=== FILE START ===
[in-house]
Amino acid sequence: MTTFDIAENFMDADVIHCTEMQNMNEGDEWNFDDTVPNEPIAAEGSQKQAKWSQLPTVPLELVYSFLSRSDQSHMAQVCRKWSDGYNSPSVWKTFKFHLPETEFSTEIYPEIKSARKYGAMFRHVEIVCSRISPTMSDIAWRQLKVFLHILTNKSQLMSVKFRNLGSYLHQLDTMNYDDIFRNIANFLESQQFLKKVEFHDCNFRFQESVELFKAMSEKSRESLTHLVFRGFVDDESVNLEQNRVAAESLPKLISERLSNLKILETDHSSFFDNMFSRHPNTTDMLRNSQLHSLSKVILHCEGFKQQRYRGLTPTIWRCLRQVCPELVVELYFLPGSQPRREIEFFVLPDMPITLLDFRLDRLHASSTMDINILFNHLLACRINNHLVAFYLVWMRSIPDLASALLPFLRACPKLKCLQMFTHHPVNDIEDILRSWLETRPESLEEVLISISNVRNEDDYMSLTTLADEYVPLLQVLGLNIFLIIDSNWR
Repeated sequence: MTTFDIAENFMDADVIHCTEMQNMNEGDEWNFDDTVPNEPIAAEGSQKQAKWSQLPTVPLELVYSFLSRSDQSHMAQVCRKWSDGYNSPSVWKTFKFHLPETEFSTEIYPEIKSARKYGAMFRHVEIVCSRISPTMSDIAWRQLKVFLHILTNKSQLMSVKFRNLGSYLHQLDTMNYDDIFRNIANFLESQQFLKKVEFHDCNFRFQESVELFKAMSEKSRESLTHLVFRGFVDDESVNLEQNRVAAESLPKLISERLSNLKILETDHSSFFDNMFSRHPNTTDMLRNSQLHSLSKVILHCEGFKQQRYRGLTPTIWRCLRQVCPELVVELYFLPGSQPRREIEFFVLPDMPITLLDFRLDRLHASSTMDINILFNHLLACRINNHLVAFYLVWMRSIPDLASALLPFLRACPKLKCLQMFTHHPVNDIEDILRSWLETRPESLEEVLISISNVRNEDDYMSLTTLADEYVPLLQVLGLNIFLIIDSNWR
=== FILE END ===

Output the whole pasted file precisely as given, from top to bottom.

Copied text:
[in-house]
Amino acid sequence: MTTFDIAENFMDADVIHCTEMQNMNEGDEWNFDDTVPNEPIAAEGSQKQAKWSQLPTVPLELVYSFLSRSDQSHMAQVCRKWSDGYNSPSVWKTFKFHLPETEFSTEIYPEIKSARKYGAMFRHVEIVCSRISPTMSDIAWRQLKVFLHILTNKSQLMSVKFRNLGSYLHQLDTMNYDDIFRNIANFLESQQFLKKVEFHDCNFRFQESVELFKAMSEKSRESLTHLVFRGFVDDESVNLEQNRVAAESLPKLISERLSNLKILETDHSSFFDNMFSRHPNTTDMLRNSQLHSLSKVILHCEGFKQQRYRGLTPTIWRCLRQVCPELVVELYFLPGSQPRREIEFFVLPDMPITLLDFRLDRLHASSTMDINILFNHLLACRINNHLVAFYLVWMRSIPDLASALLPFLRACPKLKCLQMFTHHPVNDIEDILRSWLETRPESLEEVLISISNVRNEDDYMSLTTLADEYVPLLQVLGLNIFLIIDSNWR
Repeated sequence: MTTFDIAENFMDADVIHCTEMQNMNEGDEWNFDDTVPNEPIAAEGSQKQAKWSQLPTVPLELVYSFLSRSDQSHMAQVCRKWSDGYNSPSVWKTFKFHLPETEFSTEIYPEIKSARKYGAMFRHVEIVCSRISPTMSDIAWRQLKVFLHILTNKSQLMSVKFRNLGSYLHQLDTMNYDDIFRNIANFLESQQFLKKVEFHDCNFRFQESVELFKAMSEKSRESLTHLVFRGFVDDESVNLEQNRVAAESLPKLISERLSNLKILETDHSSFFDNMFSRHPNTTDMLRNSQLHSLSKVILHCEGFKQQRYRGLTPTIWRCLRQVCPELVVELYFLPGSQPRREIEFFVLPDMPITLLDFRLDRLHASSTMDINILFNHLLACRINNHLVAFYLVWMRSIPDLASALLPFLRACPKLKCLQMFTHHPVNDIEDILRSWLETRPESLEEVLISISNVRNEDDYMSLTTLADEYVPLLQVLGLNIFLIIDSNWR